MVC Controller Action called multiple times per page load.

Today I came across a real time sink of a gotcha with my MVC site. So I thought I’d share this on a post.

The issue
A standard Mvc controller action was getting called multiple times each time a GET request was made in the browser. Sometimes twice, sometimes once, and occasionally more.

Opening up Chrome dev tools to try and understand the problem, I spotted the multiple requests in the Network tab. Interstingly when I filtered by type the additional requests were showing up in the Images tab. Looking at the media type, the requests were being made the following acceptt header


The initiator column pointed to javascript being the culprit.


However, this was a red herring. After a lot of code removal, view in browser, rinsing and repeating, I isolated it to the following line

<div id="hero" style="background-image: url('@Model')">

The cause
It took a while for the penny to drop, but the problem occurred when the Model was an empty string. So with nothing passed to the url property, the background image was requesting controller once the markup rendered. This was happening in a number of places in the page. So the controller was being called as many as four times each time the page was loaded.

I only tested this in Chrome, so the behaviour may not be the same across a other browsers.

The solution
As this markup was in a number of places across the site, I created an Html Helper extension, which simply checks to see if the string is null or empty.

My markup now looks like this

<section class="pageHero compactHero bottomAligned" @Html.StyleAttributeForHeroImage(Model.BackgroundImage)>

And the Helper looks like this;

public static class StyleAttributeExtensions
    public static MvcHtmlString StyleAttributeForHeroImage(this HtmlHelper helper, string imageUrl)
        var styleAttribute = String.Format("style=\"background-image: url('{0}')\"", imageUrl);

        if (String.IsNullOrWhiteSpace(imageUrl))
            styleAttribute = String.Empty;
        return MvcHtmlString.Create(styleAttribute);


So now I only have one request per controller action when each pages loads. This has resulted in a noticeable improvement in page load times.

Hope this helps someone else out.

Using GhostScriptSharp to create pdf thumbnails

It sounds like a simple task. Creating thumbnails of uploaded files for display in a repeating list. The project I am working on uses Kentico CMS, which provides the majority of this functionality out of the box. However, it did not create thumbnails for pdf files. The interim solution was to display the default pdf file icon. This worked for the first few weeks after which it became clear that the majority of the uploaded documents were pdf’s. This made for a very uniteresting screen, so the decision was made to find a component or service to create pdf thumbnails.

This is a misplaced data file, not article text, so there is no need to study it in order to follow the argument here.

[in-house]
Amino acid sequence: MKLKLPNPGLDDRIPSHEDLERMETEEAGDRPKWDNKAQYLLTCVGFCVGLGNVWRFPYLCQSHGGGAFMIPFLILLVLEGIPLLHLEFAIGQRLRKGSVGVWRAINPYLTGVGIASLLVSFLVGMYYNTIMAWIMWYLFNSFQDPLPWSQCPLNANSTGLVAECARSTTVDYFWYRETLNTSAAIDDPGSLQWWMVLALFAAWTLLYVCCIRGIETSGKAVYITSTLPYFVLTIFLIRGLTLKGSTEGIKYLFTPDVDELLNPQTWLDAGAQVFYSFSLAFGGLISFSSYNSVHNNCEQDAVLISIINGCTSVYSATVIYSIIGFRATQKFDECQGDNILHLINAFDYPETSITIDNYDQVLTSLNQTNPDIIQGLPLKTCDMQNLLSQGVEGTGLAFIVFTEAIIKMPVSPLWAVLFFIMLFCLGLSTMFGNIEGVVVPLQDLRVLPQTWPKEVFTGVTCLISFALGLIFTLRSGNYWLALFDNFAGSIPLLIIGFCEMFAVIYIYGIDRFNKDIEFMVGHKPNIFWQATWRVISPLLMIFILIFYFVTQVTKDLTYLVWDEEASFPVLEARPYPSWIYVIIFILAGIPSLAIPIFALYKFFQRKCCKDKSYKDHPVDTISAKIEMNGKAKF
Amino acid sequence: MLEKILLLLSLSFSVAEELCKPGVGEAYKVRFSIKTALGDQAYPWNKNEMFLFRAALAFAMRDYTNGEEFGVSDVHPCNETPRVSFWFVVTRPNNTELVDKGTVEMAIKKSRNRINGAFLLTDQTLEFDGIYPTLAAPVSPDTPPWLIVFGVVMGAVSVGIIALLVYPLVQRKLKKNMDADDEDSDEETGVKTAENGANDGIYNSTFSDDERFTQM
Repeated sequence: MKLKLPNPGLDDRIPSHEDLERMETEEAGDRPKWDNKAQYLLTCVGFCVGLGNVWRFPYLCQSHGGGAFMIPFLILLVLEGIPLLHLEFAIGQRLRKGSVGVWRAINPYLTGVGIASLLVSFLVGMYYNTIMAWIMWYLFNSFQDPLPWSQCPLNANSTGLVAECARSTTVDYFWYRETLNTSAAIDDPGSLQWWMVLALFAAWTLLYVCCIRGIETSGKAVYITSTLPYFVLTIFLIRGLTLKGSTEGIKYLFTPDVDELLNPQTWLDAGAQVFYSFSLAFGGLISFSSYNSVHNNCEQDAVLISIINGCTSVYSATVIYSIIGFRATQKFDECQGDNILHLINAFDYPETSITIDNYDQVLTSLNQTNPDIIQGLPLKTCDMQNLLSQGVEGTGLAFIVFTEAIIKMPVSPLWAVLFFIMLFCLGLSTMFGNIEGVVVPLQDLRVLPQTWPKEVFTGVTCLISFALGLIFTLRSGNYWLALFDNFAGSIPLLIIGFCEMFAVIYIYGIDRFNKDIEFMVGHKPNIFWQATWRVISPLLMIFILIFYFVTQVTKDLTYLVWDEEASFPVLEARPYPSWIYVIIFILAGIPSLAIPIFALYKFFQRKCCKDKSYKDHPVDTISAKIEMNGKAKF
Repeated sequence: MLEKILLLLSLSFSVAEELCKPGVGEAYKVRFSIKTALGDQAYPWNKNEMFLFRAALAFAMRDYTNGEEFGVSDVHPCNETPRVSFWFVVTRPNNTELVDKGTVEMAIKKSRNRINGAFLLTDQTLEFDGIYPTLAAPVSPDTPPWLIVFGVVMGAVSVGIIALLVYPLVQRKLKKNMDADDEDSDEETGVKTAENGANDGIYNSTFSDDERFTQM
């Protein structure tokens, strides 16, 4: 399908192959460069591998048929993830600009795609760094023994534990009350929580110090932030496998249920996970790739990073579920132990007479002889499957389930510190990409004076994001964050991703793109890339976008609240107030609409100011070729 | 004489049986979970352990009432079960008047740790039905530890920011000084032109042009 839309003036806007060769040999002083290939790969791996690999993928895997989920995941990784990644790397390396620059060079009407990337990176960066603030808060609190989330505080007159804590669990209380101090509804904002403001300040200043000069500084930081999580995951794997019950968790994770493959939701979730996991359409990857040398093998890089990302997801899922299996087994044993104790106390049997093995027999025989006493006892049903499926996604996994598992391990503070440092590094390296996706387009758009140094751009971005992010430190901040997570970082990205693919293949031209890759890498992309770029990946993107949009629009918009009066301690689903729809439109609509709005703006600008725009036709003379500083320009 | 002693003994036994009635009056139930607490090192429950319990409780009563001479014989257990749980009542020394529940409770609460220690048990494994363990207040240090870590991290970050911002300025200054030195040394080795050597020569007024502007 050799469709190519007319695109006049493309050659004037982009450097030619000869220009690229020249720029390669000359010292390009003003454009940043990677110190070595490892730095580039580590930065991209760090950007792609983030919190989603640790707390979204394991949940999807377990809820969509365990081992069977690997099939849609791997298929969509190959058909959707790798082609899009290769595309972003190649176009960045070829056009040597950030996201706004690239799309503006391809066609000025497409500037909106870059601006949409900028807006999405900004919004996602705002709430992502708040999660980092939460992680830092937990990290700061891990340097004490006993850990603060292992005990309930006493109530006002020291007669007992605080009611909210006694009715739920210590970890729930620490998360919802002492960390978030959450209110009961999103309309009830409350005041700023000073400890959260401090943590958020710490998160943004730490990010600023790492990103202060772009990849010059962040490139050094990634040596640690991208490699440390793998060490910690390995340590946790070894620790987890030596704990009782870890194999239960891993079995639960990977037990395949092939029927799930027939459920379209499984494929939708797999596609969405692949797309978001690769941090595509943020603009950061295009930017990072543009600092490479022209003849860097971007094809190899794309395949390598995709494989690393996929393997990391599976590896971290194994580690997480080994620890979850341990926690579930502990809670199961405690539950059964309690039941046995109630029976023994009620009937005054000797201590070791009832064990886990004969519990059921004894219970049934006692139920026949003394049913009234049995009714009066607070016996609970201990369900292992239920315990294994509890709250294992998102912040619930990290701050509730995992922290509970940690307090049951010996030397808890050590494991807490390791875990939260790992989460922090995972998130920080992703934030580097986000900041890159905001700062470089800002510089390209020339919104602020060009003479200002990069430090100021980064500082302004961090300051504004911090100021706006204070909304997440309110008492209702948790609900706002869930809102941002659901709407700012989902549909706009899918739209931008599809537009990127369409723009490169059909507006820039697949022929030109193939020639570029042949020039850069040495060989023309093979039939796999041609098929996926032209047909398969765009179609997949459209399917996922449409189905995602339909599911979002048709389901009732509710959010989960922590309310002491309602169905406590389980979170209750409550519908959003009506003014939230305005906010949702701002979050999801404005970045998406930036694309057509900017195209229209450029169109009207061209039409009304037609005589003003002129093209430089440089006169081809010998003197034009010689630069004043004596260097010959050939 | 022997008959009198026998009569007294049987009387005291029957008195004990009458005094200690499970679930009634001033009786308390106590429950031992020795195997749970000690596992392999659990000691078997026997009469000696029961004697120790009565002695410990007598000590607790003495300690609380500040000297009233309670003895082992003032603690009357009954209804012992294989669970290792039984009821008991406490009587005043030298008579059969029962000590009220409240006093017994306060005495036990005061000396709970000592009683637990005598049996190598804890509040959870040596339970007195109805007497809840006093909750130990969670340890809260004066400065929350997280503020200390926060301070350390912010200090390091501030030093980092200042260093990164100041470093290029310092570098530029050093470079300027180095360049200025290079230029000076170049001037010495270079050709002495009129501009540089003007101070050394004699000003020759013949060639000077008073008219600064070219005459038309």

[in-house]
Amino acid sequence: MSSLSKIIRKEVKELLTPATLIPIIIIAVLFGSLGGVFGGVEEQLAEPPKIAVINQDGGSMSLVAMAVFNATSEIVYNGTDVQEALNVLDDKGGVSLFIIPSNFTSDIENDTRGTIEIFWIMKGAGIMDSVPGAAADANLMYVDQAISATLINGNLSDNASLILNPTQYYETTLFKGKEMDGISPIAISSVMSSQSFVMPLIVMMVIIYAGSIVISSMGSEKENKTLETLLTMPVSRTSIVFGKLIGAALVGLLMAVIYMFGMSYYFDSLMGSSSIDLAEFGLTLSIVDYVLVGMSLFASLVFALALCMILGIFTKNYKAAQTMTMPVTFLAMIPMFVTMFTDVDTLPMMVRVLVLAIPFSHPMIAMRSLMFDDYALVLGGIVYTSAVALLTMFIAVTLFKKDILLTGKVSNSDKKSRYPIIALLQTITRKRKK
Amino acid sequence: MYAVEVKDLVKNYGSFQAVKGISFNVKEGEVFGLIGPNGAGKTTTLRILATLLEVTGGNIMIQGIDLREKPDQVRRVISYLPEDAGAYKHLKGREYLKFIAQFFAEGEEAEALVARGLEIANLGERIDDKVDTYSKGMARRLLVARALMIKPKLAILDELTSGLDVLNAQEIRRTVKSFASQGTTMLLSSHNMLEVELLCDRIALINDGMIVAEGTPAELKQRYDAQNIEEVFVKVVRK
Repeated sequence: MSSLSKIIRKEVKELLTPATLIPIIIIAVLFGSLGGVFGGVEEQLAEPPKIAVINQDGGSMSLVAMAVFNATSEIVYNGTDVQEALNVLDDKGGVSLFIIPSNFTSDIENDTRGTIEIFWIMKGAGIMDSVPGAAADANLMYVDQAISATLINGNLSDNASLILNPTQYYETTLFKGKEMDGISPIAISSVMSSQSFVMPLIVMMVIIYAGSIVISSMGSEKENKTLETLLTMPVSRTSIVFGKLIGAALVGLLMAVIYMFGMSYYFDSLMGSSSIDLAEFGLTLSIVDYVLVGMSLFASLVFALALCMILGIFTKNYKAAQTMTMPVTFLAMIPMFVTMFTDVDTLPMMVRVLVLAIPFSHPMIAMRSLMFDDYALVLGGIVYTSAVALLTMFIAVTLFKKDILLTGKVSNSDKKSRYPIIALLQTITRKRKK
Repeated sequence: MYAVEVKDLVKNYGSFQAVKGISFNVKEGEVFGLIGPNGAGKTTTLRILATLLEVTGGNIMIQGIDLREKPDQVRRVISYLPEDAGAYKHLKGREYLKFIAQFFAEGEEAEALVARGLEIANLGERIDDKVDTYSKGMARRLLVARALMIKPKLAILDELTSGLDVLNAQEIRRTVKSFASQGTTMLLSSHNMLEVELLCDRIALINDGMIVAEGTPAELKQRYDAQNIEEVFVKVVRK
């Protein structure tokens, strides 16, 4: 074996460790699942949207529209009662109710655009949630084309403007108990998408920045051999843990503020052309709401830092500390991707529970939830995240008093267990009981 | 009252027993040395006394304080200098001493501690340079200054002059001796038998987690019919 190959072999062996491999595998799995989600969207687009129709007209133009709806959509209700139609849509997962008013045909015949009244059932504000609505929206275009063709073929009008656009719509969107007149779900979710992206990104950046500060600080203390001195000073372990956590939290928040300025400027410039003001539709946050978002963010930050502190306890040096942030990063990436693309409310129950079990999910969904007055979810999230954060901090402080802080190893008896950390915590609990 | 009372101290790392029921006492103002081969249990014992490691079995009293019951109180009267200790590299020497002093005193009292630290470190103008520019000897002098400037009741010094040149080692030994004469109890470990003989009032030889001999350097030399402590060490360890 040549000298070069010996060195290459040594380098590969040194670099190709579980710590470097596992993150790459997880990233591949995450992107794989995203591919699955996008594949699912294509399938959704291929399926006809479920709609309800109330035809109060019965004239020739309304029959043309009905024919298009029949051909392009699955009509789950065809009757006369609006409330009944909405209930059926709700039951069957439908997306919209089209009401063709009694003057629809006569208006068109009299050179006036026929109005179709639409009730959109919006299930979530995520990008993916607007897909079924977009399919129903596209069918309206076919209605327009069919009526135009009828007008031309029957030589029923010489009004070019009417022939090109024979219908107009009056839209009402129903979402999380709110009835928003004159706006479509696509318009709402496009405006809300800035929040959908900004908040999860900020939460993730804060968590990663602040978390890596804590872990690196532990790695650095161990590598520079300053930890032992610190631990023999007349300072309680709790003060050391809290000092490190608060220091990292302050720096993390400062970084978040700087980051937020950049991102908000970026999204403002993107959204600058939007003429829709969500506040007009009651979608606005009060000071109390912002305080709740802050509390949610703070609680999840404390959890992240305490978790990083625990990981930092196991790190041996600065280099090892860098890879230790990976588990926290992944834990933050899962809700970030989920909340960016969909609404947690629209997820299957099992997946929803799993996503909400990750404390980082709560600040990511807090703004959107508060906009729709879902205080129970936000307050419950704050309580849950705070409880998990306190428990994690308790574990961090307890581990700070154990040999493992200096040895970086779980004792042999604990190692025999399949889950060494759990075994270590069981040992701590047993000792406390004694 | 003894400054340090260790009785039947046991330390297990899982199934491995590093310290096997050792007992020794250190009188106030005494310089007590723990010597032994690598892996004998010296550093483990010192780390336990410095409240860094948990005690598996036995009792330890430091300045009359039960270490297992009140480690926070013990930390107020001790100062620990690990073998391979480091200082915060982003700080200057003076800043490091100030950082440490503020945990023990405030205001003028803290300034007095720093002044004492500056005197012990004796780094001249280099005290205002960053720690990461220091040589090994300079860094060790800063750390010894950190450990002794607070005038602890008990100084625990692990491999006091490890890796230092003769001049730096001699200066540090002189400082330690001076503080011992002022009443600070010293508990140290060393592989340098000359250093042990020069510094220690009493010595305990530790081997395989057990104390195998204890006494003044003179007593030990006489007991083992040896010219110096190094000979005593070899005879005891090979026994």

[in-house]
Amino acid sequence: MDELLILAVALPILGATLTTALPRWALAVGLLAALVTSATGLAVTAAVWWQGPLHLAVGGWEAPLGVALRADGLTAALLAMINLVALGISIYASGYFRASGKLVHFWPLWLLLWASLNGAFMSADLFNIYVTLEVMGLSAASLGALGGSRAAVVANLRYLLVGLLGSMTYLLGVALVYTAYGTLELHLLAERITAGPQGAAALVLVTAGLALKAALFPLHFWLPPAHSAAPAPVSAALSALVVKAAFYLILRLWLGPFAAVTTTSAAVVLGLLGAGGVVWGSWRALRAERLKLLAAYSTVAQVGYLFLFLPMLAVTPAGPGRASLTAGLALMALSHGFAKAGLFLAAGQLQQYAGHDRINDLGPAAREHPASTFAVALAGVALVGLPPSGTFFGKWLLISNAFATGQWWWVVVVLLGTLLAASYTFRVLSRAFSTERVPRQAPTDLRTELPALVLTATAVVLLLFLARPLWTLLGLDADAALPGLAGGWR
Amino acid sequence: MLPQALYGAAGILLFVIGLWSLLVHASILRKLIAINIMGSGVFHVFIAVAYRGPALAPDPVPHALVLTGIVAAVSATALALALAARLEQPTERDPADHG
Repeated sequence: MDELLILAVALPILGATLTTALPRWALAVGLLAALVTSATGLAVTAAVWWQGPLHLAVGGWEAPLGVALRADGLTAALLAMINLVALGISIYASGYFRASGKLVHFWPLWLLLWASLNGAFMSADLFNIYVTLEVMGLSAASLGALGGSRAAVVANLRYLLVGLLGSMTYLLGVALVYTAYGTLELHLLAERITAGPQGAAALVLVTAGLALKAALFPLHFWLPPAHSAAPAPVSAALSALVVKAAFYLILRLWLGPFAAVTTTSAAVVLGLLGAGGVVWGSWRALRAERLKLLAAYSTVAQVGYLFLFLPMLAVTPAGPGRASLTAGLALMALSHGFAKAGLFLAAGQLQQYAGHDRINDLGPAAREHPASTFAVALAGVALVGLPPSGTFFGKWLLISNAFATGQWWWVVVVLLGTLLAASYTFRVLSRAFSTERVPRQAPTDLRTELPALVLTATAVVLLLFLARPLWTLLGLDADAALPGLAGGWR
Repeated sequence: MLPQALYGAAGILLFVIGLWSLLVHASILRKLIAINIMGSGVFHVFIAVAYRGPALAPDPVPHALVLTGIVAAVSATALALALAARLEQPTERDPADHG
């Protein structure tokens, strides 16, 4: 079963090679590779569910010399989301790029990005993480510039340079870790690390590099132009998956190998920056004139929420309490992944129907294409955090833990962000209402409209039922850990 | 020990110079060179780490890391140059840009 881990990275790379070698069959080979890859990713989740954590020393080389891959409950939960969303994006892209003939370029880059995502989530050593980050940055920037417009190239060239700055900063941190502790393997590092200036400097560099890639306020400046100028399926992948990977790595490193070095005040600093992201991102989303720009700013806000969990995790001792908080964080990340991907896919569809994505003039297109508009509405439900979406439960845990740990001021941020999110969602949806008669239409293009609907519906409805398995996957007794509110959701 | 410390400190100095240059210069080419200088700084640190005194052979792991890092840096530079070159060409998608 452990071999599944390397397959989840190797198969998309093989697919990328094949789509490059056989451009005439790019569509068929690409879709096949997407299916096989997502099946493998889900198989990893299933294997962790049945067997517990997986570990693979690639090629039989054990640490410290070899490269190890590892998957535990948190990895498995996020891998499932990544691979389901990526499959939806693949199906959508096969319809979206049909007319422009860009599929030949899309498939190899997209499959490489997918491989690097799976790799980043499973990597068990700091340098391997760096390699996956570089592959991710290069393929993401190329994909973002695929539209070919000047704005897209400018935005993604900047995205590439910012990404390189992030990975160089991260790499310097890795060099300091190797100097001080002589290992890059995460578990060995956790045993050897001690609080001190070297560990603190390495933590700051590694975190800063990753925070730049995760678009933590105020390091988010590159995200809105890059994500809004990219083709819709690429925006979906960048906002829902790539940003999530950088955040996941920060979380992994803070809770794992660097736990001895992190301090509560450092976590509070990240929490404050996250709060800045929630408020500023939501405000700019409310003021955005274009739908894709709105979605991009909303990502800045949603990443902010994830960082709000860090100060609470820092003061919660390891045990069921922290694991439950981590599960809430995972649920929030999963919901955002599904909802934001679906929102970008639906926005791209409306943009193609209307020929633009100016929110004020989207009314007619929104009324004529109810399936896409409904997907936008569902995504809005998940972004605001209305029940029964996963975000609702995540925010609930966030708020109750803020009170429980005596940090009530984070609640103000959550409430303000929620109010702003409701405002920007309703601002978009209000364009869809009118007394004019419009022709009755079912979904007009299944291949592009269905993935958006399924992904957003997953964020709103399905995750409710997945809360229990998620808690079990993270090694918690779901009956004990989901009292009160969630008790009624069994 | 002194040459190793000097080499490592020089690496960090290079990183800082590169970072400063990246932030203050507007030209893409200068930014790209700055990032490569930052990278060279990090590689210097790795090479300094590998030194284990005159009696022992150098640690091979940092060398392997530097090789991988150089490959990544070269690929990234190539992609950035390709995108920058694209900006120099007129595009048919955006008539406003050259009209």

After a little research I decided on GhostscriptSharp, a C# wrapper for the GhostScript library. Installed, up and running, and simple solution implemented beautifully on localhost within a couple of hours. And so to the Staging staging server…. a very different server. This did not take hours or sadly days, but a couple of weeks (albeit of on and off development) to get working.
I am now going to outline the major time-sinks I encountered when getting GhostscriptSharp working on a remote staging server;
Firstly, you do not need to install GhostScript on the server which your code is running. This is something that was not 100% clear from the documentation. I was also hampered by the suggestion from several other blog posts that this was indeed a prerequisite for getting GhostScriptSharp up and running. For me, this was simply not the case. Your application will only require the correct version (I’ll come to this later!) of the GhostScript dll in it’s bin folder.
The next problem I encountered was the following error message;
Message: An attempt was made to load a program with an incorrect format. (Exception from HRESULT: 0x8007000B) Stack Trace: at GhostscriptSharp.GhostscriptWrapper.CreateAPIInstance(IntPtr& pinstance, IntPtr caller_handle)
My working solution was developed on a 64-bit machine. I was deploying to a 32bit machine. There are two versions of GhostScript a 64 bit and a 32 bit version (can you see where I’m going here?).
So, if you see this error message with your GhostScript application, check you are using the correct version of the dll.
Correct dll in the bin folder. Show me the pdf thumbnails.
Another error message was now being displayed by my application. This one said;
Unable to load DLL ‘gsdll32.dll’: The specified module could not be found.

This error message was caused by insufficient permissions on the bin folder. To overcome this I had to grant read & write permissions for the application pool identity on the /bin folder to enable it to access the dll.

Another error message bites the dust, surely now…. thumbnails? No. Though now my application was up and running, so no more error messages, just application error messages. This one said;

Ghostscript 100 error

As it so often does, Stackoverflow came to the rescue. As well as granting read and write permissions on the bin folder, I also had to grant read and write permissions on the /files folder (the folder my thumbnails were being written to). This allowed the GhostScript dll to write thumbnails to the specified location.

And with that final change, the application sprang in to life and several hundred thumbnails were written to disk. Ah, the taste of victory.

In summary, writing the GhostScriptSharp code was a really simple process. Getting it to run on a production server was a slightly more involved process, but I would definitely use it again on other projects with the configuration knowledge I now have in the bank.